Archive for December, 2011

Crave chocolate? Take a walk

Not only can exercise help you eat a healthy diet, it can cut down on your chocolate consumption as well.

A new British study shows that even in stressful situations, workers ate only half as much chocolate as they normally would after a short burst of physical activity.

A 15-minute walk cut snacking on chocolate at work by half, according to research by the University of Exeter published in the journal Appetite.

The research suggests that a short exercise break away from your desk can help keep your mind off snacking.

“We know that snacking on high-calorie foods, like chocolate, at work can become a mindless habit and can lead to weight gain over time,” said lead researcher Professor Adrian Taylor of the University of Exeter.

“We often feel that these snacks give us an energy boost, or help us deal with the stress of our jobs, including boredom.

People often find it difficult to cut down on their daily treats but this study shows that by taking a short walk, they are able to regulate their intake by half.”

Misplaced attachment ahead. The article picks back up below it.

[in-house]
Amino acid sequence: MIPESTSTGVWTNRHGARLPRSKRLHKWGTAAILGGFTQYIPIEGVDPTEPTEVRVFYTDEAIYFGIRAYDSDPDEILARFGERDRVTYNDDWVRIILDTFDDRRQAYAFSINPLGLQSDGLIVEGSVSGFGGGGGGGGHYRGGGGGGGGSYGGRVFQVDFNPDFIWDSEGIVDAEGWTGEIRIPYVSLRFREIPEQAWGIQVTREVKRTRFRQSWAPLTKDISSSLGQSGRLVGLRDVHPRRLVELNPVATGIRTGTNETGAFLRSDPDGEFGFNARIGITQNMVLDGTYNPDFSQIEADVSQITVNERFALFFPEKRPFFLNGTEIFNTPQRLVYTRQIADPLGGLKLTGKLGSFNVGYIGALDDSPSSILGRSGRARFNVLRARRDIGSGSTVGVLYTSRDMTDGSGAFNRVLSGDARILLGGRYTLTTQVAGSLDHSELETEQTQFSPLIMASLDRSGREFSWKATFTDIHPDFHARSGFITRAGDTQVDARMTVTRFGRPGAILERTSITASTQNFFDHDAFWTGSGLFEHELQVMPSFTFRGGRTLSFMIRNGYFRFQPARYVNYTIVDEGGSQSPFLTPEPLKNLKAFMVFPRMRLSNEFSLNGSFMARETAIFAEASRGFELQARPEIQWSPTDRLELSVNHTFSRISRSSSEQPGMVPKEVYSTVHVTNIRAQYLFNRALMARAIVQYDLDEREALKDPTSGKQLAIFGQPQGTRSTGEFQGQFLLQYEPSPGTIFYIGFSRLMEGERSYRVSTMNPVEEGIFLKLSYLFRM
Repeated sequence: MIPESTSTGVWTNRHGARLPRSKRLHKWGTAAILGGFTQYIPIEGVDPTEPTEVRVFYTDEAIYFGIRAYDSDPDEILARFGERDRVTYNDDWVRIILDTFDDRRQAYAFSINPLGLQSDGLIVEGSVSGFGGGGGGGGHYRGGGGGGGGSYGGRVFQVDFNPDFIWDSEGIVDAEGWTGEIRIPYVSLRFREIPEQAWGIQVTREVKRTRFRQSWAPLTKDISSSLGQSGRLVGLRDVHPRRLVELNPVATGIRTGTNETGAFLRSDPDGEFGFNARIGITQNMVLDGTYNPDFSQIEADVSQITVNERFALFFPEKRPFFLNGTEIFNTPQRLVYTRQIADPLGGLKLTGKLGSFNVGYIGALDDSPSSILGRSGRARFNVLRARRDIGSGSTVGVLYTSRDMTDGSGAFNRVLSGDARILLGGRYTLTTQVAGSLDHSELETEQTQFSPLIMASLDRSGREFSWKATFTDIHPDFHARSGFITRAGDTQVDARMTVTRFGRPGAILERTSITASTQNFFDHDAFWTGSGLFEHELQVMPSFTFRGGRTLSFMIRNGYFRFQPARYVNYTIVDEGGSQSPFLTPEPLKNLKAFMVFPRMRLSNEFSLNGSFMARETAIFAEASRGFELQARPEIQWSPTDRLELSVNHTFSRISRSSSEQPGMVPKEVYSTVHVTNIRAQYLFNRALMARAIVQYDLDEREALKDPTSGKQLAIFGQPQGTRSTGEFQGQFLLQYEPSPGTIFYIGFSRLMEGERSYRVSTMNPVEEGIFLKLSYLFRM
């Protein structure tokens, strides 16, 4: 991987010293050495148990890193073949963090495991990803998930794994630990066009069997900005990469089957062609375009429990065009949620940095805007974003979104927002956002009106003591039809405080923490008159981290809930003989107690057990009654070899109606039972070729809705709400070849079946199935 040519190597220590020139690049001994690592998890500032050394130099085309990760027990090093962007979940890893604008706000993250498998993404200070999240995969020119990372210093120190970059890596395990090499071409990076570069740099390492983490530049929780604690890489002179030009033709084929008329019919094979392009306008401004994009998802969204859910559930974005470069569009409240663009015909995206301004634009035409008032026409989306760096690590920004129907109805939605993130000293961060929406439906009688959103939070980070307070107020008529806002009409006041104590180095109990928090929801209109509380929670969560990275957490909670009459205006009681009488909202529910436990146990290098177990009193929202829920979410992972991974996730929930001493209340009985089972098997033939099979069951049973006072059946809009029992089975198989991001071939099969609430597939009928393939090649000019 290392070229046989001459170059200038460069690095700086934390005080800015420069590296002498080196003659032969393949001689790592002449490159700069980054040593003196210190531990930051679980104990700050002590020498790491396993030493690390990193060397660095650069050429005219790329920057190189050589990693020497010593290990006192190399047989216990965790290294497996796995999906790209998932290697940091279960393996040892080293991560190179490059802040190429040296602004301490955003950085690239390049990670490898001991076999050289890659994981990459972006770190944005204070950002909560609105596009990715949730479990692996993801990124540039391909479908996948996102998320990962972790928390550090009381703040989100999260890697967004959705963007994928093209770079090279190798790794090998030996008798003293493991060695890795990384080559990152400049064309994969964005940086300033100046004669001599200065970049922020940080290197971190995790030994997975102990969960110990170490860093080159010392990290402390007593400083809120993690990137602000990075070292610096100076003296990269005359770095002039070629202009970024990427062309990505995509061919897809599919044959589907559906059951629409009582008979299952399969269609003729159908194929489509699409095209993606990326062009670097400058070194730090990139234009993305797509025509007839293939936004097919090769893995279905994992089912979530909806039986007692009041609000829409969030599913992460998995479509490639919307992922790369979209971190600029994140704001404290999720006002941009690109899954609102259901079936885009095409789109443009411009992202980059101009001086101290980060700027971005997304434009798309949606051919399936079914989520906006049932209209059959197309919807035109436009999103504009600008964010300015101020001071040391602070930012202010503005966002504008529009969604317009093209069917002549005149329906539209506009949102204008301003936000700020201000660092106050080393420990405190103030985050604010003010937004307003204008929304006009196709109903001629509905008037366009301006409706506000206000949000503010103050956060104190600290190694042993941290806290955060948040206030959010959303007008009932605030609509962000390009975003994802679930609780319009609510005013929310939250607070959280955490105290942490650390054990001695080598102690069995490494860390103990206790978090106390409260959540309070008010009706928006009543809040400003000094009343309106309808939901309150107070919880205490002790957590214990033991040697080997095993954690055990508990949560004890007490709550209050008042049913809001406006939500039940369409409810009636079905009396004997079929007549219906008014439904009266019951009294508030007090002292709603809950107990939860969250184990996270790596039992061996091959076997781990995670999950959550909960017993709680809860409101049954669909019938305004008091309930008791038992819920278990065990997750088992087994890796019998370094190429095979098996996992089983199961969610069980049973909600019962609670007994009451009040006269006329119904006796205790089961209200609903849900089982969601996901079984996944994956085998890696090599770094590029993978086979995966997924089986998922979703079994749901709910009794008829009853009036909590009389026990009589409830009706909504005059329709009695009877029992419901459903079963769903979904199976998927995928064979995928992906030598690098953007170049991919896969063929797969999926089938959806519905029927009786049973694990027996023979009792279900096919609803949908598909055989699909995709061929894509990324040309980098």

Many studies show exercise can elevate your mood and boost your energy level.

So when you feel the urge for a candy bar, take a walk instead.

Exercise Can Help You Eat a Healthy Diet

Calories in, calories out.

That’s the tried and true way to lose weight – eat less, exercise more.

A new compilation of epidemiological evidence of weight loss shows that exercise can, in fact, help you eat a more healthy diet, say Harvard researchers.

“Physical exercise seems to encourage a healthy diet.

In fact, when exercise is added to a weight-loss diet, treatment of obesity is more successful and the diet is adhered to in the long run,” says the lead Harvard researcher Miguel Alonso Alonso.

His study was published in the October issue of Obesity Reviews.

Regular physical exercise also causes changes in the working and structure of the brain, in particular, in executive functions, which include inhibitory control.

“In time, exercise produces a potentiating effect of executive functions including the ability for inhibitory control, which can help us to resist the many temptations that we are faced with everyday in a society where food, especially hypercaloric food, is more and more omnipresent,” says Alonso Alonso.

Basically, that means that exercise also helps your brain know when your belly is full so you can better control your appetite.

So go out and exercise.

Your brain, and your belly, will thank you for it.